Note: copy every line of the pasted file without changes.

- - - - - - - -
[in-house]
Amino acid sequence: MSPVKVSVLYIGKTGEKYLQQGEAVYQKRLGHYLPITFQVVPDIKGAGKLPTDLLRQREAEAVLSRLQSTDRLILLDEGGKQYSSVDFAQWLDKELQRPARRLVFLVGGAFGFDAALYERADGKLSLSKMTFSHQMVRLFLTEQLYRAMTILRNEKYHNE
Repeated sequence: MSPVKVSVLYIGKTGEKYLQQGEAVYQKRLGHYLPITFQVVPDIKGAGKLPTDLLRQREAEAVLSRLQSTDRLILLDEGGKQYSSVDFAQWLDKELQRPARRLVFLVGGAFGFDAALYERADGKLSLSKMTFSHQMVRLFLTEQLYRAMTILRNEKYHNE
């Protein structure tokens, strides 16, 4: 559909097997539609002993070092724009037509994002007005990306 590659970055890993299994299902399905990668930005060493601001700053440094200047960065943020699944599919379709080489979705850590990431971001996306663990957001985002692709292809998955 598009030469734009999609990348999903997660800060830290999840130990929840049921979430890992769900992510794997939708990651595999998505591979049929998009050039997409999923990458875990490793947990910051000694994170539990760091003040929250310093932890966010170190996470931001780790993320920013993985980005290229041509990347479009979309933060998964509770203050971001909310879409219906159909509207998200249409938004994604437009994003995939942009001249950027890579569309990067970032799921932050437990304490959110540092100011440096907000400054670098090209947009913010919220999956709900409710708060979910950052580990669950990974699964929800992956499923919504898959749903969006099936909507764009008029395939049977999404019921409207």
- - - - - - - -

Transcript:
[in-house]
Amino acid sequence: MSPVKVSVLYIGKTGEKYLQQGEAVYQKRLGHYLPITFQVVPDIKGAGKLPTDLLRQREAEAVLSRLQSTDRLILLDEGGKQYSSVDFAQWLDKELQRPARRLVFLVGGAFGFDAALYERADGKLSLSKMTFSHQMVRLFLTEQLYRAMTILRNEKYHNE
Repeated sequence: MSPVKVSVLYIGKTGEKYLQQGEAVYQKRLGHYLPITFQVVPDIKGAGKLPTDLLRQREAEAVLSRLQSTDRLILLDEGGKQYSSVDFAQWLDKELQRPARRLVFLVGGAFGFDAALYERADGKLSLSKMTFSHQMVRLFLTEQLYRAMTILRNEKYHNE
């Protein structure tokens, strides 16, 4: 559909097997539609002993070092724009037509994002007005990306 590659970055890993299994299902399905990668930005060493601001700053440094200047960065943020699944599919379709080489979705850590990431971001996306663990957001985002692709292809998955 598009030469734009999609990348999903997660800060830290999840130990929840049921979430890992769900992510794997939708990651595999998505591979049929998009050039997409999923990458875990490793947990910051000694994170539990760091003040929250310093932890966010170190996470931001780790993320920013993985980005290229041509990347479009979309933060998964509770203050971001909310879409219906159909509207998200249409938004994604437009994003995939942009001249950027890579569309990067970032799921932050437990304490959110540092100011440096907000400054670098090209947009913010919220999956709900409710708060979910950052580990669950990974699964929800992956499923919504898959749903969006099936909507764009008029395939049977999404019921409207």